places to stay

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a revolution in straw - staying in elands bay

Submitted by sproutingforth on Mon, 2009-07-27 13:58

We recently spent the most beautiful weekend in winter in Elands Bay on the west coast. And whilst I share this with some reticence (Elands Bay can do without a stampede) I do think that sharing our hideaway (join the strawrevolution at one boom straat elands bay) is something anyone who appreciates anything built sustainably will appreciate!

So, what is there to do in Elands Bay? was the first question flung my way when I mentioned to two of my closest friends jetsetting in from Johannesburg that we were heading out to the small town on the West Coast for our long-planned weekend away.

A little research brought to light an apt description that went something like this: there is a very long beach; and you can head down to the local pub and drink coke and klippies with the local potato farmers!...


green map set to green the city of cape town

Submitted by Ahmed on Thu, 2009-06-04 11:52


You haven’t met before?
No, seriously, you haven’t?

Well, then… meet the Cape Town Green Map.
What’s that? You have no idea what it is? Well then, it seems a proper introduction is in order. May I formally introduce to you Africa’s first, very exciting, helpful, online, interactive Green Map.

A map, I hear you say? Well, as with all maps, it does provide direction – but with a difference.

No other map has attempted to chart and detail the city of Cape Town from a green angle before. This particular one is unique in that way. The map can be used to make greener lifestyle choices, and help people to make more informed decisions on how to live sustainably. It is also different because it is on-going, evolving and is constantly being updated.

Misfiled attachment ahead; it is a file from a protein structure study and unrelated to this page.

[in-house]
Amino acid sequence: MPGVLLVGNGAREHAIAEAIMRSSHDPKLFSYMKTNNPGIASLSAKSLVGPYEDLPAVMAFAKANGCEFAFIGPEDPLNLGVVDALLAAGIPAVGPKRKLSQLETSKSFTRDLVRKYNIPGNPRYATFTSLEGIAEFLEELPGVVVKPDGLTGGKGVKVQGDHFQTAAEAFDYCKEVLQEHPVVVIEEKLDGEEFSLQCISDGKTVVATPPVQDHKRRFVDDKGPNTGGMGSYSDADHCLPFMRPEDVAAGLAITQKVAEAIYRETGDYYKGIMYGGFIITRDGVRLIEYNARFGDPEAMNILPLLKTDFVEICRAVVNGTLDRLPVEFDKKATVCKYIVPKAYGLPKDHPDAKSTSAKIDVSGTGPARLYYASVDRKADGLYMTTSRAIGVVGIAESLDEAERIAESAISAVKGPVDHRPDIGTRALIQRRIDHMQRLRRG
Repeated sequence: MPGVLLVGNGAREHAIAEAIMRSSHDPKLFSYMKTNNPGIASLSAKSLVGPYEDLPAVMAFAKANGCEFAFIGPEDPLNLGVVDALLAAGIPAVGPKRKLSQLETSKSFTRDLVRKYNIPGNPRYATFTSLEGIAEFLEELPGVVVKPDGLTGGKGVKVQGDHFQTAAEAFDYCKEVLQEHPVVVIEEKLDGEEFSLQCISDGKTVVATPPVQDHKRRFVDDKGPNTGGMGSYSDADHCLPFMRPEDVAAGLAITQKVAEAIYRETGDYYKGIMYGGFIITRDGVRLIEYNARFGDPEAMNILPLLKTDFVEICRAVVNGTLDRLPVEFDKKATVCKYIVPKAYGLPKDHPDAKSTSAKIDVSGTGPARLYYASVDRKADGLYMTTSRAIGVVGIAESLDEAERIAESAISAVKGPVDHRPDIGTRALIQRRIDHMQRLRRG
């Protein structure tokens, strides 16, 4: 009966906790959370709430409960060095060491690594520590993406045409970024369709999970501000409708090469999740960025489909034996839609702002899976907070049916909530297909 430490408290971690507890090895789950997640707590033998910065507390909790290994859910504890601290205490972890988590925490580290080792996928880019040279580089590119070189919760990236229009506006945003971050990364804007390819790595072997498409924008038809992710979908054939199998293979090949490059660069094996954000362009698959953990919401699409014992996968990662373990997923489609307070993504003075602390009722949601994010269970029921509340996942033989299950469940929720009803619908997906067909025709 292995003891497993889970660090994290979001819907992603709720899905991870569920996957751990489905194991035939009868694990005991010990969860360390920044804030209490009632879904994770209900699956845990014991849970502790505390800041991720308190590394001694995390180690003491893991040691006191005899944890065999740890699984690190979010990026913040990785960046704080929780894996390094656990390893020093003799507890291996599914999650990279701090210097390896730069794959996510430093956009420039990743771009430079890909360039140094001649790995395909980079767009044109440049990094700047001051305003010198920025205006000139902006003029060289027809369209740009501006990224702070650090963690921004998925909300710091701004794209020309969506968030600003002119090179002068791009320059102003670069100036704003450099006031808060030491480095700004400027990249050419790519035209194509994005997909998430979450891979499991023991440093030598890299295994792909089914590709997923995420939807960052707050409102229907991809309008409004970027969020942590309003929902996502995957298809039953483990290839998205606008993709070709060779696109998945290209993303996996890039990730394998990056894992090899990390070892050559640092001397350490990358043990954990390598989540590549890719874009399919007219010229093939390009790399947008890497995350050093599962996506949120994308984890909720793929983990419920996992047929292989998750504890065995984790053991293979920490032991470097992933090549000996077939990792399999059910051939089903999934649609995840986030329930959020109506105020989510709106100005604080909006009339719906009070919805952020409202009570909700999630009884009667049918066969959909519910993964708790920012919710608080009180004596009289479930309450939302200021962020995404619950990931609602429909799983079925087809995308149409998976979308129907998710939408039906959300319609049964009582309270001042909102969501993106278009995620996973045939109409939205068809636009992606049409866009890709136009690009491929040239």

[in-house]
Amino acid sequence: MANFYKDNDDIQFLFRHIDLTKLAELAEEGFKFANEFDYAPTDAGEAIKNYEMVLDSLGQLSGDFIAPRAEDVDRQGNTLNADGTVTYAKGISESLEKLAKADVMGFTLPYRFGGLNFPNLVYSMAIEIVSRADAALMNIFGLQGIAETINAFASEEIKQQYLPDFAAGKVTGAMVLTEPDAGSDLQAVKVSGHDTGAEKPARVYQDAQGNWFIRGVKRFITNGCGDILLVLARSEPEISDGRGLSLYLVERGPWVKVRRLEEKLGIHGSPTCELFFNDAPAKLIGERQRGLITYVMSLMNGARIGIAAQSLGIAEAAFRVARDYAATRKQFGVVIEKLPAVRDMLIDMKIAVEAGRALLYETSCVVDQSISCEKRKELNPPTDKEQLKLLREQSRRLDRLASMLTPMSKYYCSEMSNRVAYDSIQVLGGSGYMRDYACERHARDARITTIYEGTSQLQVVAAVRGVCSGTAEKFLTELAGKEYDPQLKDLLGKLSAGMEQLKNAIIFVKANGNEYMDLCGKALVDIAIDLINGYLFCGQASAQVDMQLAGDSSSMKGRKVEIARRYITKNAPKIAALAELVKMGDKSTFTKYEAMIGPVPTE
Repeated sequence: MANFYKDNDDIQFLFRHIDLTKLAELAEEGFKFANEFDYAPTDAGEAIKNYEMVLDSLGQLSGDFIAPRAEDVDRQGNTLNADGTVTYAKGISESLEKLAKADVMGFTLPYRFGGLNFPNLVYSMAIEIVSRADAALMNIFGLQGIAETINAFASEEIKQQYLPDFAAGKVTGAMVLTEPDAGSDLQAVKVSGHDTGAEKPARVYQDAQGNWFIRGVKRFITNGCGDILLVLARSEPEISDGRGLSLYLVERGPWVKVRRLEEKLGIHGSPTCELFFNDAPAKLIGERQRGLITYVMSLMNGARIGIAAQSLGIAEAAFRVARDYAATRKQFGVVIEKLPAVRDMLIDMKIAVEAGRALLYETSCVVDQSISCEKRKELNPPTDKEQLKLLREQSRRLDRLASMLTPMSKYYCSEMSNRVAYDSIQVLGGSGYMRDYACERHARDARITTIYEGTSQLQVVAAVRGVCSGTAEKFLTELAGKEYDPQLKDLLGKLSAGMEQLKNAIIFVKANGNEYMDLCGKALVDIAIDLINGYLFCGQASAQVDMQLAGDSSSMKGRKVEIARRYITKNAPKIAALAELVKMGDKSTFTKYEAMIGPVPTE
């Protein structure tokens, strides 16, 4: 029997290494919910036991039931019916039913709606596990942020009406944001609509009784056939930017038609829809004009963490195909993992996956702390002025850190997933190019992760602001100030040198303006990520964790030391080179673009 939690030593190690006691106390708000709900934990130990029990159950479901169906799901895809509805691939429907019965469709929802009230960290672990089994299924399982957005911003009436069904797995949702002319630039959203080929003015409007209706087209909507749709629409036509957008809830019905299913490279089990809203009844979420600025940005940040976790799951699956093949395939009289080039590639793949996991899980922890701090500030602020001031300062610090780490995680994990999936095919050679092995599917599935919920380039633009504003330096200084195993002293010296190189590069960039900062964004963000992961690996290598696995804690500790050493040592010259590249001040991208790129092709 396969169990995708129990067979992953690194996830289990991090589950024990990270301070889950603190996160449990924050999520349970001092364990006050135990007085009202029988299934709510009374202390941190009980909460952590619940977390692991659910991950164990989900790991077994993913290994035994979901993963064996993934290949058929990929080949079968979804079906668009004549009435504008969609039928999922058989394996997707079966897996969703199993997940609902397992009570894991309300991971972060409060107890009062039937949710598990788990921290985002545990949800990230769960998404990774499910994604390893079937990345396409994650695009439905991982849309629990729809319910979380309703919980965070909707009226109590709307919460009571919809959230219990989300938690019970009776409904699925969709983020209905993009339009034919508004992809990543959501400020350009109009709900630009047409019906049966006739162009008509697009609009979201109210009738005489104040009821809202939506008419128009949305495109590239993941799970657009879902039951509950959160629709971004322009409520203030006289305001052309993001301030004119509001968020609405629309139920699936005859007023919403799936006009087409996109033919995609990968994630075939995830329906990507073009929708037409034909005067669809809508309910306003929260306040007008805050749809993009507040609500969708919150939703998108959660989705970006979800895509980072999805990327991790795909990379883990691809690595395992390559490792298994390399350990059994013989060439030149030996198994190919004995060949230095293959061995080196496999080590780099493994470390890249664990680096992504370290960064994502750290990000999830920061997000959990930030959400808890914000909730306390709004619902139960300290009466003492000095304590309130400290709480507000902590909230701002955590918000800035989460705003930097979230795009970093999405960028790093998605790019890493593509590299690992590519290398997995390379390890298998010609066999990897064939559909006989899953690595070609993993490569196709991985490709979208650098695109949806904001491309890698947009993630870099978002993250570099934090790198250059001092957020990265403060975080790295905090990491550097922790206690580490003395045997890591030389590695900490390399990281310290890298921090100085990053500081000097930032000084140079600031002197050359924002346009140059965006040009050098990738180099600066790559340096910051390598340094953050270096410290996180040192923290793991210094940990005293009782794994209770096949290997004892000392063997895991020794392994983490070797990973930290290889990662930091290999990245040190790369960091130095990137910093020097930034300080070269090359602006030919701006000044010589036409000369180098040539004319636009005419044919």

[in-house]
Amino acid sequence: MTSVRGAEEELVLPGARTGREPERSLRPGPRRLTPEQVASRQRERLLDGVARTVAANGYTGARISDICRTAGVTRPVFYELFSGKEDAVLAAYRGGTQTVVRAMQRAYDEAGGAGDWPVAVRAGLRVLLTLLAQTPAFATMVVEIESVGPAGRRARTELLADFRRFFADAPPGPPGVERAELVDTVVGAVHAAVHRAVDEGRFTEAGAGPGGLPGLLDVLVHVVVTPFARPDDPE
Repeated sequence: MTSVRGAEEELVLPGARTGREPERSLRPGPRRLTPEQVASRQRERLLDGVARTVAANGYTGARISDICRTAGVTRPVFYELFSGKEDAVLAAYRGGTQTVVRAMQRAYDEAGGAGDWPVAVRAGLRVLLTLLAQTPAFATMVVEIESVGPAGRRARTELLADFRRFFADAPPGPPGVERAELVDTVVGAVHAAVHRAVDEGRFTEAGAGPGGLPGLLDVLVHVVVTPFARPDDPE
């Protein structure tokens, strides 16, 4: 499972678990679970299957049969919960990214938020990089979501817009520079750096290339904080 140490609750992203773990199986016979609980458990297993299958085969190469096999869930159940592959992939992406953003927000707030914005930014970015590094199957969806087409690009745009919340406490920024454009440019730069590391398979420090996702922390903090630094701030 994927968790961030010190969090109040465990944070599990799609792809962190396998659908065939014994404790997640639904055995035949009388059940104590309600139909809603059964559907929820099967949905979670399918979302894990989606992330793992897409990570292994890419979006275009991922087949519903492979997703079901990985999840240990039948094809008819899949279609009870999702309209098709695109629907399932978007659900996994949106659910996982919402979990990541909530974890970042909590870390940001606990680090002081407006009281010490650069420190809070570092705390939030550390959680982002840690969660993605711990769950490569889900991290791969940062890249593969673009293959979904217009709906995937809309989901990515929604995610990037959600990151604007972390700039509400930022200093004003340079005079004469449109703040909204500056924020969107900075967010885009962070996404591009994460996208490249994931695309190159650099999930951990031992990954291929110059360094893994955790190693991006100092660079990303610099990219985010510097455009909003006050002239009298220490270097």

a fynbos retreat

Submitted by sproutingforth on Thu, 2008-08-21 12:23

Just outside Malmesbury, at the end of a dirt road right up against the Paardeberg Mountain, lies a gentle farm set in amongst hectares of Renoster fynbos and grape vines. We had headed out to this beautiful part of the world for the weekend to celebrate a birthday with friends, and no better choice of venue could have been made.

Seldom does one find a place to stay that not only easily accommodates 8 adults and 6 children with plenteous ease, but has such character that it left us all feeling as if we’d been staying there all our lives. We had the most glorious weekend, filled with food, fun, laughter and

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ethical travel – sa makes top 10

Submitted by sproutingforth on Tue, 2008-08-05 13:43

There is a growing group of people who make ethical choices about where they’re prepared to lay their suitcase. In other words, a whole new (well, it’s not so new in countries like the UK and other parts of Europe) style of travel that is environmentally, culturally and socially responsible has emerged.

Arguably, not to travel at all is the most responsible form of travel – guaranteed minimum impact. But who do you know who is prepared to permanently ditch the possibility of international travel; even crossing the channel in the UK means taking a plane or high speed train!

So, back to the topic at hand: SA has been selected as one of the


holidaying in the keisie valley

Submitted by sproutingforth on Wed, 2008-03-26 10:30

We managed to take a few days off over Easter and headed off to the Keisie Valley, just outside Montague, to stay on Vredenshoogte Farm in a beautiful little cottage called Dew Cottage.

I again find myself in the disagreeable predicament of whether or not to share my newest found hideaway with everyone and risk losing it. But I’ll offset my reservations against the untold joy it will bring to those of you who head off to this secluded and rustic part of the world.

Vredenshoogte organic farm, nestled at the foot of the Burgers Pass, is comparatively small - only 9.5 hectares - that sweep in an unimposing curve up a hillside, surrounded by the foothills of the Langeberg. To say that the views here are beautiful is possibly the understatement of the year. The cottage spills out onto a wooden deck, complete with hammock and gentle breezes that gives one breathtaking views of

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green your holidays

Submitted by sproutingforth on Wed, 2008-03-05 10:03